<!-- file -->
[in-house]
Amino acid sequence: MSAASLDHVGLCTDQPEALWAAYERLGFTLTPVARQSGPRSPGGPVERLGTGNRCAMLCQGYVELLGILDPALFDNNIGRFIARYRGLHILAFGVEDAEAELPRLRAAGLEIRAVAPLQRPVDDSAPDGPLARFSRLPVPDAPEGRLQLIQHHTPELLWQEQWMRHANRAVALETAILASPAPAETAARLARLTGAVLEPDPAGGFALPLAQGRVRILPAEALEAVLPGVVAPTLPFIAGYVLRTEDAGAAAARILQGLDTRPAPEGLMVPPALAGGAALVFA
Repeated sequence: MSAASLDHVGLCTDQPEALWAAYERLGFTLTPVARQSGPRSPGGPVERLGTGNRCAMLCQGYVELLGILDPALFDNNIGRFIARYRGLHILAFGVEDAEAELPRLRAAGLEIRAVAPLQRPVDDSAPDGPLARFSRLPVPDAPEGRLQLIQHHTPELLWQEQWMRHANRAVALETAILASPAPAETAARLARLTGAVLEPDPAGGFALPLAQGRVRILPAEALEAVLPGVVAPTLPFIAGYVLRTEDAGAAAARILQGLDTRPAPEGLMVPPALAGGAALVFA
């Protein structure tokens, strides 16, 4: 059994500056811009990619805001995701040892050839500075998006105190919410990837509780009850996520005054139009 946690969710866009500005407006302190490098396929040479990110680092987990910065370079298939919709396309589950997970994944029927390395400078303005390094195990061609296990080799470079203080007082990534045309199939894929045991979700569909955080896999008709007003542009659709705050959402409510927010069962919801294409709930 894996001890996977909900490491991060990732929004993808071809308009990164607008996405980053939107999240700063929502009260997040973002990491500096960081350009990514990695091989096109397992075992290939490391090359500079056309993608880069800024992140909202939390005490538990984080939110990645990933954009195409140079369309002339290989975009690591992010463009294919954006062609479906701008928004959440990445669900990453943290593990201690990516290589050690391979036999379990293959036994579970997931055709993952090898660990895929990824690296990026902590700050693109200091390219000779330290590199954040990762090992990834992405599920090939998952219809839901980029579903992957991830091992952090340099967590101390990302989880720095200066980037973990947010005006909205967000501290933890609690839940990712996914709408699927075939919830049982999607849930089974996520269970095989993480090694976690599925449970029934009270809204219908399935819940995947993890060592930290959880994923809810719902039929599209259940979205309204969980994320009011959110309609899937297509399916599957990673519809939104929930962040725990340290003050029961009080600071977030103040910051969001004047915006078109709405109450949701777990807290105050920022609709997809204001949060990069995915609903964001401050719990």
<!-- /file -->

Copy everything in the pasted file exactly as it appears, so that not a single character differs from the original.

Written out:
[in-house]
Amino acid sequence: MSAASLDHVGLCTDQPEALWAAYERLGFTLTPVARQSGPRSPGGPVERLGTGNRCAMLCQGYVELLGILDPALFDNNIGRFIARYRGLHILAFGVEDAEAELPRLRAAGLEIRAVAPLQRPVDDSAPDGPLARFSRLPVPDAPEGRLQLIQHHTPELLWQEQWMRHANRAVALETAILASPAPAETAARLARLTGAVLEPDPAGGFALPLAQGRVRILPAEALEAVLPGVVAPTLPFIAGYVLRTEDAGAAAARILQGLDTRPAPEGLMVPPALAGGAALVFA
Repeated sequence: MSAASLDHVGLCTDQPEALWAAYERLGFTLTPVARQSGPRSPGGPVERLGTGNRCAMLCQGYVELLGILDPALFDNNIGRFIARYRGLHILAFGVEDAEAELPRLRAAGLEIRAVAPLQRPVDDSAPDGPLARFSRLPVPDAPEGRLQLIQHHTPELLWQEQWMRHANRAVALETAILASPAPAETAARLARLTGAVLEPDPAGGFALPLAQGRVRILPAEALEAVLPGVVAPTLPFIAGYVLRTEDAGAAAARILQGLDTRPAPEGLMVPPALAGGAALVFA
């Protein structure tokens, strides 16, 4: 059994500056811009990619805001995701040892050839500075998006105190919410990837509780009850996520005054139009 946690969710866009500005407006302190490098396929040479990110680092987990910065370079298939919709396309589950997970994944029927390395400078303005390094195990061609296990080799470079203080007082990534045309199939894929045991979700569909955080896999008709007003542009659709705050959402409510927010069962919801294409709930 894996001890996977909900490491991060990732929004993808071809308009990164607008996405980053939107999240700063929502009260997040973002990491500096960081350009990514990695091989096109397992075992290939490391090359500079056309993608880069800024992140909202939390005490538990984080939110990645990933954009195409140079369309002339290989975009690591992010463009294919954006062609479906701008928004959440990445669900990453943290593990201690990516290589050690391979036999379990293959036994579970997931055709993952090898660990895929990824690296990026902590700050693109200091390219000779330290590199954040990762090992990834992405599920090939998952219809839901980029579903992957991830091992952090340099967590101390990302989880720095200066980037973990947010005006909205967000501290933890609690839940990712996914709408699927075939919830049982999607849930089974996520269970095989993480090694976690599925449970029934009270809204219908399935819940995947993890060592930290959880994923809810719902039929599209259940979205309204969980994320009011959110309609899937297509399916599957990673519809939104929930962040725990340290003050029961009080600071977030103040910051969001004047915006078109709405109450949701777990807290105050920022609709997809204001949060990069995915609903964001401050719990």